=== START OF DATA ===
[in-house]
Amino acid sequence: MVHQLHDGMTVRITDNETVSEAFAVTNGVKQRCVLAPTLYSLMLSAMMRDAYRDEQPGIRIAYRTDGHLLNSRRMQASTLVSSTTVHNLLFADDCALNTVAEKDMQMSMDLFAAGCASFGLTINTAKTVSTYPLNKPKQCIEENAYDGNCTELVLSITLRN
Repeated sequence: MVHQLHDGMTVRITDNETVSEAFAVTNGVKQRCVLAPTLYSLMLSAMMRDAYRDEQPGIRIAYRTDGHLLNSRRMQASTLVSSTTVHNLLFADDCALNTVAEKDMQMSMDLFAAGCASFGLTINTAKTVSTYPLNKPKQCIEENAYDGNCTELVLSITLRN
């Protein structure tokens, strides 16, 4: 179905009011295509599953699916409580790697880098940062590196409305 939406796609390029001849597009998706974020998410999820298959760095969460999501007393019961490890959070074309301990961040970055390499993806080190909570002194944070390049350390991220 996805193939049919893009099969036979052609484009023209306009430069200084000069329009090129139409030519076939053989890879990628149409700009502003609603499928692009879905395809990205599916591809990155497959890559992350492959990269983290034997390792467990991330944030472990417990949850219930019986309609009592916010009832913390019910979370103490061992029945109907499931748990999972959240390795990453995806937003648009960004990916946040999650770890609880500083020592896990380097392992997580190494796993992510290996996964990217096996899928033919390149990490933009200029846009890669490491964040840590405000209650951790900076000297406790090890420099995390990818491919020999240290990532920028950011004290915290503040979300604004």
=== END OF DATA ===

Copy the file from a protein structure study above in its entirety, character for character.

[in-house]
Amino acid sequence: MVHQLHDGMTVRITDNETVSEAFAVTNGVKQRCVLAPTLYSLMLSAMMRDAYRDEQPGIRIAYRTDGHLLNSRRMQASTLVSSTTVHNLLFADDCALNTVAEKDMQMSMDLFAAGCASFGLTINTAKTVSTYPLNKPKQCIEENAYDGNCTELVLSITLRN
Repeated sequence: MVHQLHDGMTVRITDNETVSEAFAVTNGVKQRCVLAPTLYSLMLSAMMRDAYRDEQPGIRIAYRTDGHLLNSRRMQASTLVSSTTVHNLLFADDCALNTVAEKDMQMSMDLFAAGCASFGLTINTAKTVSTYPLNKPKQCIEENAYDGNCTELVLSITLRN
């Protein structure tokens, strides 16, 4: 179905009011295509599953699916409580790697880098940062590196409305 939406796609390029001849597009998706974020998410999820298959760095969460999501007393019961490890959070074309301990961040970055390499993806080190909570002194944070390049350390991220 996805193939049919893009099969036979052609484009023209306009430069200084000069329009090129139409030519076939053989890879990628149409700009502003609603499928692009879905395809990205599916591809990155497959890559992350492959990269983290034997390792467990991330944030472990417990949850219930019986309609009592916010009832913390019910979370103490061992029945109907499931748990999972959240390795990453995806937003648009960004990916946040999650770890609880500083020592896990380097392992997580190494796993992510290996996964990217096996899928033919390149990490933009200029846009890669490491964040840590405000209650951790900076000297406790090890420099995390990818491919020999240290990532920028950011004290915290503040979300604004």